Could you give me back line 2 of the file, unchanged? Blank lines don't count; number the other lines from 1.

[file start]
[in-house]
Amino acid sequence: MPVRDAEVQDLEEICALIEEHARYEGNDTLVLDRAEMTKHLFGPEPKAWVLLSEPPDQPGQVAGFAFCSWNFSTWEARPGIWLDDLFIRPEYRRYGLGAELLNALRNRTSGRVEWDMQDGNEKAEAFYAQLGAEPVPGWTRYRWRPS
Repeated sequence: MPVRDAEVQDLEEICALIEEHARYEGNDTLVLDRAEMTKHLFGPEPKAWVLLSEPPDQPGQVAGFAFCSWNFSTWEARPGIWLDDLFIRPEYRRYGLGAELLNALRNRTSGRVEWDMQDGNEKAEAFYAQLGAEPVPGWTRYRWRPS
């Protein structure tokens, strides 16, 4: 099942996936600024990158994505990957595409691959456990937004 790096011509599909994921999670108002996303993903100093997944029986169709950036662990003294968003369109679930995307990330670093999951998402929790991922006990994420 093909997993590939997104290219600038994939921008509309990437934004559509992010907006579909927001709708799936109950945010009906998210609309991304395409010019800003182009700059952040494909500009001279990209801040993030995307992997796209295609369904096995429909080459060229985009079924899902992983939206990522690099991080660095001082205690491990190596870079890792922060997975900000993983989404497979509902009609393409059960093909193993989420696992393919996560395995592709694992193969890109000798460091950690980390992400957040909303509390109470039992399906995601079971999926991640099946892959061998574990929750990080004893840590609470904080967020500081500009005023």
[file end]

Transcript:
Amino acid sequence: MPVRDAEVQDLEEICALIEEHARYEGNDTLVLDRAEMTKHLFGPEPKAWVLLSEPPDQPGQVAGFAFCSWNFSTWEARPGIWLDDLFIRPEYRRYGLGAELLNALRNRTSGRVEWDMQDGNEKAEAFYAQLGAEPVPGWTRYRWRPS